Demonstrators yell in front of the Supreme Court in Washington on Monday as President Donald Trump announced Judge Brett Kavanaugh as his Supreme Court nominee. Credit: Cliff Owen | AP

With Justice Anthony Kennedy’s surprise announcement last month that he was retiring from the U.S. Supreme Court, much attention has focused on how his successor would rule on a rollback of Roe v. Wade, the 1973 ruling that legalized abortion.

President Donald Trump pledged to nominate more pro-life justices to the high court, so a chipping away at Roe v. Wade, if not a wholesale reversal, is likely. As the Senate considers Trump’s nominee, D.C. Circuit Court of Appeals Judge Brett Kavanaugh, Central and South America offer a cautionary tale.

The simple conclusion is that outlawing abortion doesn’t make it go away, it just makes it more dangerous, sometimes deadly, especially for poor women.

All but four countries in the region restrict abortion. Six ban abortion completely. Despite these restrictions, the abortion rate in Latin America, 44 per 1,000 women, is one of the highest in the world. The U.S. abortion rate was 14.6 per 1,000 women in 2014, the most recent year for which data are available. That is the lowest rate since Roe v. Wade was decided, when the rate was 16.3 per 1,000 women.

This data show that restrictions clearly don’t prevent abortions. Women will still take control of their bodies and their pregnancies, ending them in painful ways that endanger their health, their ability to have children in the future and their lives.

In Latin America, about 760,000 women are treated each year for complications from unsafe abortions. In 2014, 10 percent of maternal deaths were attributed to unsafe abortions. Worldwide, 68,000 women die each year due to unsafe abortions, making them one of the leading causes of maternal death. By contrast, four American women died in 2013 from legal abortions, according to the Center for Disease Control and Prevention.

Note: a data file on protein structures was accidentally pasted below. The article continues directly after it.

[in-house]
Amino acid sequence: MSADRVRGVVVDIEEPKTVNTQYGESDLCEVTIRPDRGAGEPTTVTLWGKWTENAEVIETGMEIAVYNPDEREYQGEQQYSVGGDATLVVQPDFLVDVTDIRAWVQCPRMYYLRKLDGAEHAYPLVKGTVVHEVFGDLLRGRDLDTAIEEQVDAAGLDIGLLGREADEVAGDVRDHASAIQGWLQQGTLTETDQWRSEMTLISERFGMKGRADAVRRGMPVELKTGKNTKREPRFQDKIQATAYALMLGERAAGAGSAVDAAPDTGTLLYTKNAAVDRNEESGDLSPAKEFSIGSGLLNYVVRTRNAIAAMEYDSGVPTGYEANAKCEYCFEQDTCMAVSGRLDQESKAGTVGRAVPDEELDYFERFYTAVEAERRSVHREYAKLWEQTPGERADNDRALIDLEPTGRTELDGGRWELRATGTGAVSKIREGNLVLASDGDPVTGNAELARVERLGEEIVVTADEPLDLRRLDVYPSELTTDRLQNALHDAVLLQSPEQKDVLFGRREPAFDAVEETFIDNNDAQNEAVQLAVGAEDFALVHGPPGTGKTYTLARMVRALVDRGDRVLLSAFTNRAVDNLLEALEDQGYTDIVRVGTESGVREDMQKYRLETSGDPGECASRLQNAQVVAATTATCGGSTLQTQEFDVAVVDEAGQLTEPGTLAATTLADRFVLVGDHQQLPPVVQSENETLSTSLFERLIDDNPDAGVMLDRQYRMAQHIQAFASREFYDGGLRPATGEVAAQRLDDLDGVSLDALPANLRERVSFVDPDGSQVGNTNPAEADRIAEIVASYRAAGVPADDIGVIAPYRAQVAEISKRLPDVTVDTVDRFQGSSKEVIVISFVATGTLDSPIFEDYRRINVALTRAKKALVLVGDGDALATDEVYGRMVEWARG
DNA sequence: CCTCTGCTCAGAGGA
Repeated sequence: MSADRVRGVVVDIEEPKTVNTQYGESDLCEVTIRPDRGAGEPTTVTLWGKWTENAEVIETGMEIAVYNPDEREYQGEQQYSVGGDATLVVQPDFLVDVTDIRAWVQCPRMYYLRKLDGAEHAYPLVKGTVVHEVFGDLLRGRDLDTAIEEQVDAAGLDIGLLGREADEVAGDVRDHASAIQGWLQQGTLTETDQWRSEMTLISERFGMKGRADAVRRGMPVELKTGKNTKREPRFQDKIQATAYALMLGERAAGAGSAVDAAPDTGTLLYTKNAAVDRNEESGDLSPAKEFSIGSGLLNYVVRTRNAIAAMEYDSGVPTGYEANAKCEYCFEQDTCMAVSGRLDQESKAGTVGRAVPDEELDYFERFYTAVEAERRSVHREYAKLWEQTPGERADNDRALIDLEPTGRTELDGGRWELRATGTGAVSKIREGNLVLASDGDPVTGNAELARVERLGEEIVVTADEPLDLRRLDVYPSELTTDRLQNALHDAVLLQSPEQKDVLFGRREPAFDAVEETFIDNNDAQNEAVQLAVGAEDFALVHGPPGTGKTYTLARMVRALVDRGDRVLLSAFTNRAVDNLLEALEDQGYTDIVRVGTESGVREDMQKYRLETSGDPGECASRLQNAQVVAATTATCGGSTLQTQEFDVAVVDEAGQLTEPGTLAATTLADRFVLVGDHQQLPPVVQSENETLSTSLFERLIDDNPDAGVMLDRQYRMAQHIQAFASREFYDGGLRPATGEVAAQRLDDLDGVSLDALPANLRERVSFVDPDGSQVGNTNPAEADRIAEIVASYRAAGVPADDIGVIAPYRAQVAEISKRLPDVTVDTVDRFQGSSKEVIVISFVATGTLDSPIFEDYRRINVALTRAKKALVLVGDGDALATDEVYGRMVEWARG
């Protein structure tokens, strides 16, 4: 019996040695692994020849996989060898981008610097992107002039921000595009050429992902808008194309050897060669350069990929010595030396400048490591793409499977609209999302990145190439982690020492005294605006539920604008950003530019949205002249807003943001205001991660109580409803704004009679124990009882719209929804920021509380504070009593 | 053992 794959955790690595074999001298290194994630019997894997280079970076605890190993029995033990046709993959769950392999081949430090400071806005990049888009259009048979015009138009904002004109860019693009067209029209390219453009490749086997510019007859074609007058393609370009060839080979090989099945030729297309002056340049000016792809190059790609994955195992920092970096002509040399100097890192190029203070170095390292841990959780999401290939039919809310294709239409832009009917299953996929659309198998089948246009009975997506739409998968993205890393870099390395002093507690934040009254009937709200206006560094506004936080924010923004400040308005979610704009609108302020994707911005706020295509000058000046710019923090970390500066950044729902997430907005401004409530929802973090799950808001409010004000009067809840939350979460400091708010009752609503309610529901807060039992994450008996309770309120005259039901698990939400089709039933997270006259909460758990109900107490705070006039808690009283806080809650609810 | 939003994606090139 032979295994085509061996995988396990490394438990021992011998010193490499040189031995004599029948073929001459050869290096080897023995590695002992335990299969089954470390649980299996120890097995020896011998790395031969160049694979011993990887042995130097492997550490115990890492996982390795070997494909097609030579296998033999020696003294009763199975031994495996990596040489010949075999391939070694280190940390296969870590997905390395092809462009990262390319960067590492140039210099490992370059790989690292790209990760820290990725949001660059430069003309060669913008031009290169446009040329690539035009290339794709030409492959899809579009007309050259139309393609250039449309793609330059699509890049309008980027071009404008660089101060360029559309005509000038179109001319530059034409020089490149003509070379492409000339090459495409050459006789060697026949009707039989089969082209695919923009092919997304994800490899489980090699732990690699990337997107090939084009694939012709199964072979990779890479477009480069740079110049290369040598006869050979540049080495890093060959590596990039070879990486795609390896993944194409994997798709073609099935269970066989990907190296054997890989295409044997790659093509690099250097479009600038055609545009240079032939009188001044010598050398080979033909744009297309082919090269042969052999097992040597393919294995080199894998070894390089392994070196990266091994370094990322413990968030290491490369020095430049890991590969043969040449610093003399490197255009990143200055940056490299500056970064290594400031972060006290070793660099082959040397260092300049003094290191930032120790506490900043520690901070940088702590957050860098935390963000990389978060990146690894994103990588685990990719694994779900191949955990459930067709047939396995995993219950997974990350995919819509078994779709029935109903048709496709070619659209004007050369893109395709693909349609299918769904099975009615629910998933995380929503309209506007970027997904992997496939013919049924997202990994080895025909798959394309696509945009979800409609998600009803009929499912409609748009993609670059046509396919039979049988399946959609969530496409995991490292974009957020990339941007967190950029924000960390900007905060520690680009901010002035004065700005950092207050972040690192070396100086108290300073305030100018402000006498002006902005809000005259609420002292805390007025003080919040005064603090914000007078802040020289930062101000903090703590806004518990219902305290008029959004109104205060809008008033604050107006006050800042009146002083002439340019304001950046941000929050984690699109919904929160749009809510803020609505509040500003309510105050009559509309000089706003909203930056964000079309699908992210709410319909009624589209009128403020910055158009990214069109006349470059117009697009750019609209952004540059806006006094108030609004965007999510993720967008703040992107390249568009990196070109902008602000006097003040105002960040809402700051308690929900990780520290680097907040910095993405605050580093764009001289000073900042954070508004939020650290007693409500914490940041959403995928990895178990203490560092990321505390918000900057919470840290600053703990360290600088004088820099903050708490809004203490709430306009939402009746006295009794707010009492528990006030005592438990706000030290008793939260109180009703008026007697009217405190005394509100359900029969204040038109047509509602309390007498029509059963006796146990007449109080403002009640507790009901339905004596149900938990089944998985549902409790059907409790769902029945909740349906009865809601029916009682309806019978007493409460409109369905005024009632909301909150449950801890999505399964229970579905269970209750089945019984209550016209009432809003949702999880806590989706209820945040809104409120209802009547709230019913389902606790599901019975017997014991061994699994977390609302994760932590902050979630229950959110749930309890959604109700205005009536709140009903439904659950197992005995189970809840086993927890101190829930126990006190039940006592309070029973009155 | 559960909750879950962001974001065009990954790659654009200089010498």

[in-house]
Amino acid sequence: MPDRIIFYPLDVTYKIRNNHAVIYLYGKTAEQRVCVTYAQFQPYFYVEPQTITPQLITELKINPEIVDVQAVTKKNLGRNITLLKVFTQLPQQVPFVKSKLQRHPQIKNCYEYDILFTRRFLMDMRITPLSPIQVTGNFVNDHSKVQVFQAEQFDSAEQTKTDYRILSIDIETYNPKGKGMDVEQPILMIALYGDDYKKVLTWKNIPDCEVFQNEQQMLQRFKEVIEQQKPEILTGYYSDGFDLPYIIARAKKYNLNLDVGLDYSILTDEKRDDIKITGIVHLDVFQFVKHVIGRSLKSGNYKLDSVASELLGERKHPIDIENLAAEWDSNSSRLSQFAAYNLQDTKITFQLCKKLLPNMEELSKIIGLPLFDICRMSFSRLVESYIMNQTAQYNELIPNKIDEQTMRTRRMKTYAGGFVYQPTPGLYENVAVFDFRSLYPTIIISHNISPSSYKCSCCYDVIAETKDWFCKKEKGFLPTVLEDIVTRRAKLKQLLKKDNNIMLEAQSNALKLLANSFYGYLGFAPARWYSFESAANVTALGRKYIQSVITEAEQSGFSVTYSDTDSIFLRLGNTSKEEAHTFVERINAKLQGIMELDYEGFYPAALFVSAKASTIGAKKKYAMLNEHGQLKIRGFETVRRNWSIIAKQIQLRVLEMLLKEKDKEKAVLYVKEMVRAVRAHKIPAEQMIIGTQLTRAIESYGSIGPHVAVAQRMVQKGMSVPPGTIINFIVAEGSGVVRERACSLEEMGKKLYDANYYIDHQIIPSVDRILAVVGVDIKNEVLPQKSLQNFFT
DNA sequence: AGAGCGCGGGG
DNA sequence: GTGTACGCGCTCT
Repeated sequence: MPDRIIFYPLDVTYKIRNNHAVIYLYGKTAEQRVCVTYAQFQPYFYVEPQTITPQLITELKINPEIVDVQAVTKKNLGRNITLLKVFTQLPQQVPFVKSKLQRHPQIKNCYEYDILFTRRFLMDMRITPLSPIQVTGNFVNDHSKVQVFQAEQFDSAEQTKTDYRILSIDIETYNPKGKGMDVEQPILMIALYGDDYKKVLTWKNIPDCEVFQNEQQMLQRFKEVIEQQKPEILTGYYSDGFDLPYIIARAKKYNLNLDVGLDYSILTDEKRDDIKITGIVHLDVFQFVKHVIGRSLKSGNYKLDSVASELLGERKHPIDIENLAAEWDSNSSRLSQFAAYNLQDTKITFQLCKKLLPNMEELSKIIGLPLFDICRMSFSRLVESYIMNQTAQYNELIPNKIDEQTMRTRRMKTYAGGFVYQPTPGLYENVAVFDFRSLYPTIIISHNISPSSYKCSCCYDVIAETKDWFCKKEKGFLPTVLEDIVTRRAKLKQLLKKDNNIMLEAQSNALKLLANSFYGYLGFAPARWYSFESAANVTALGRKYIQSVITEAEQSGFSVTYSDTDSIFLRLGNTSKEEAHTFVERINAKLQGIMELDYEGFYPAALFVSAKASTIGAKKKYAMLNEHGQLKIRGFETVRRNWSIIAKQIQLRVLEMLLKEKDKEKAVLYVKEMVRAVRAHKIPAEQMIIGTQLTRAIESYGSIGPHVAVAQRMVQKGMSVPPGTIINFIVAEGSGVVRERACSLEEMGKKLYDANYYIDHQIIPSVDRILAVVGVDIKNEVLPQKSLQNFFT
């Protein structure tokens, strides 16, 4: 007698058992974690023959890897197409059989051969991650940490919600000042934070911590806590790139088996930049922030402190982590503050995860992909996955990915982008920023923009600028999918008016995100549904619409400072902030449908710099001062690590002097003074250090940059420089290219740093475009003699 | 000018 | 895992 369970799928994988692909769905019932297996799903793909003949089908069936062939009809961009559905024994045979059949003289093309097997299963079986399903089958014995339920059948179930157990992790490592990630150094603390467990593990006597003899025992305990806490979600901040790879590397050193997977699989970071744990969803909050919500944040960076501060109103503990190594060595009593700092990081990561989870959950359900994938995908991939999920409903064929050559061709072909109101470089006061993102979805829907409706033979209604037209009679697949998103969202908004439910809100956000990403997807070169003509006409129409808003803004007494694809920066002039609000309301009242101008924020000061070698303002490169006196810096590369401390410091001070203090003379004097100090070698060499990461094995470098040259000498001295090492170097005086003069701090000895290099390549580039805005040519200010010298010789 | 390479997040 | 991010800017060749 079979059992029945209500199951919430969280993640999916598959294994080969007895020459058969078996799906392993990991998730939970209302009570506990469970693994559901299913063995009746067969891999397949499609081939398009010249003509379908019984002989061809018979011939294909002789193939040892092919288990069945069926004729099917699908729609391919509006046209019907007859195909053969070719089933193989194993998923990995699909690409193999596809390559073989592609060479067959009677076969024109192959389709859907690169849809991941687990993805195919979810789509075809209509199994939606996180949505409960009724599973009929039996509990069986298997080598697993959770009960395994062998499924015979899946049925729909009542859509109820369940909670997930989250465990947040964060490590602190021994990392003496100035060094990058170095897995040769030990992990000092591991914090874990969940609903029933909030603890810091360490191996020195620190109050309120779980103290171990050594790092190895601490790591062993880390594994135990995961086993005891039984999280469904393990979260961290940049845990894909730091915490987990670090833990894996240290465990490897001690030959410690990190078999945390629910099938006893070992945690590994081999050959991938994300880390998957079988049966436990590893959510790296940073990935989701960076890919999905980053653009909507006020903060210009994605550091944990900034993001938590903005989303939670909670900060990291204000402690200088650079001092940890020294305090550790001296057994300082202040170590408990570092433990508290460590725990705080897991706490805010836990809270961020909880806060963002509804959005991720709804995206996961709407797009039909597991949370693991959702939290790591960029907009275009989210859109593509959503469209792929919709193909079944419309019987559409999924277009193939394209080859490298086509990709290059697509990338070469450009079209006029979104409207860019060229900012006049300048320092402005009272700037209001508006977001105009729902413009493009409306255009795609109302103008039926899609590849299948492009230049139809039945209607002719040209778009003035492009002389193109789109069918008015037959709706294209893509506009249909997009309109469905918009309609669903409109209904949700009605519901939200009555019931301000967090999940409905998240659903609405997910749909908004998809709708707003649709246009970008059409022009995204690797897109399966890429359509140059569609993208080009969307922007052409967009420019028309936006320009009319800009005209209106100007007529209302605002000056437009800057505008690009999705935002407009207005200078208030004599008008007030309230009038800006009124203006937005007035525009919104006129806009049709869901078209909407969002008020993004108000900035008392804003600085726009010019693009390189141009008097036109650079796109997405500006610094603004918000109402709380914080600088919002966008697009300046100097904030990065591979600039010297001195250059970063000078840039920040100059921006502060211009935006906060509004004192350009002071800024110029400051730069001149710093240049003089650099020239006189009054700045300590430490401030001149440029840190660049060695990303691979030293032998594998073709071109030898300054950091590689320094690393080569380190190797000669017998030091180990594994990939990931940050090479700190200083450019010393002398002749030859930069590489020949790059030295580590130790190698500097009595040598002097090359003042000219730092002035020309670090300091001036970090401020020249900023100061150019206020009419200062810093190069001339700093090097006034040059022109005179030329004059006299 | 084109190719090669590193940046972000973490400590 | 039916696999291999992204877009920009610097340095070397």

“Rich women have abortions; poor women die,” Paula Avila-Guillen, a human rights legal expert and the director of Latin America initiatives for the Women’s Equality Center, recently told Business Insider. “At the end of the day, women will always have abortions. It’s just a matter of deciding how.”

That’s because no matter what restrictions lawmakers, who are typically mostly male, enact, women will still control their bodies as much as they possibly can. In Latin America, the rate of abortions is much higher among married women.

In part because of the grim mortality statistics, courts and lawmakers in Argentina are moving toward making abortion more accessible. If a law legalizing abortion passes, Argentina would be the largest Latin American country to legalize abortion.

American politicians can learn a lot from these trends. It is fairly easy to be against abortion and for restrictions when the practice remains legal. But with the prospect that legal abortion could become inaccessible in many American states, the risks to the health and lives of women will become real.

Here’s another data point lawmakers should keep in mind. The notion that America is “deeply divided” on abortion is also wrong. In fact, 57 percent of Americans believe that abortion should be legal in all or most instances, according to Pew Research Center polling. Only 40 percent believe it should be illegal in most or all instances. Most politicians would consider a 17-point spread in an election a landslide.

In Maine, two-thirds of adults believe abortion should be legal in most or all cases, according to a survey by the Public Religion Research Institute. Only New Hampshire and Vermont have higher rates of support for abortion. A Pew survey had similar results.

Abortion is a deeply personal issue that lawmakers should approach with both caution and reliable information. Most importantly, they should listen to women, who are most affected when their access to health care and family planning, including abortion, are restricted.

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